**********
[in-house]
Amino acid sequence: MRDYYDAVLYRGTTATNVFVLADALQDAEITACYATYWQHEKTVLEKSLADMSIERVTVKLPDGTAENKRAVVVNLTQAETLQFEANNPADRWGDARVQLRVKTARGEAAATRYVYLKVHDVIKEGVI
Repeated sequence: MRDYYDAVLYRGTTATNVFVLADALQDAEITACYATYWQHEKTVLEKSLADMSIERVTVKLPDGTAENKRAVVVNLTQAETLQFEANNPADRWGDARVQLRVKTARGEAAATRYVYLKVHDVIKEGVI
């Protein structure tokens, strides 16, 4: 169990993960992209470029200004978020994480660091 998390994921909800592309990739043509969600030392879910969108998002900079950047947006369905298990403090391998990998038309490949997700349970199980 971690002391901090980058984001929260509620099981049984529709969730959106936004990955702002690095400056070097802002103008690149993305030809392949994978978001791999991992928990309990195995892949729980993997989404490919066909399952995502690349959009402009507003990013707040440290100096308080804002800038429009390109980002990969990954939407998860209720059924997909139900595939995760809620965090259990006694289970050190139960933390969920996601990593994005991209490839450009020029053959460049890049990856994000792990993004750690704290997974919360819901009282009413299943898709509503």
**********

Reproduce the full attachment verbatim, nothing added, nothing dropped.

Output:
[in-house]
Amino acid sequence: MRDYYDAVLYRGTTATNVFVLADALQDAEITACYATYWQHEKTVLEKSLADMSIERVTVKLPDGTAENKRAVVVNLTQAETLQFEANNPADRWGDARVQLRVKTARGEAAATRYVYLKVHDVIKEGVI
Repeated sequence: MRDYYDAVLYRGTTATNVFVLADALQDAEITACYATYWQHEKTVLEKSLADMSIERVTVKLPDGTAENKRAVVVNLTQAETLQFEANNPADRWGDARVQLRVKTARGEAAATRYVYLKVHDVIKEGVI
């Protein structure tokens, strides 16, 4: 169990993960992209470029200004978020994480660091 998390994921909800592309990739043509969600030392879910969108998002900079950047947006369905298990403090391998990998038309490949997700349970199980 971690002391901090980058984001929260509620099981049984529709969730959106936004990955702002690095400056070097802002103008690149993305030809392949994978978001791999991992928990309990195995892949729980993997989404490919066909399952995502690349959009402009507003990013707040440290100096308080804002800038429009390109980002990969990954939407998860209720059924997909139900595939995760809620965090259990006694289970050190139960933390969920996601990593994005991209490839450009020029053959460049890049990856994000792990993004750690704290997974919360819901009282009413299943898709509503």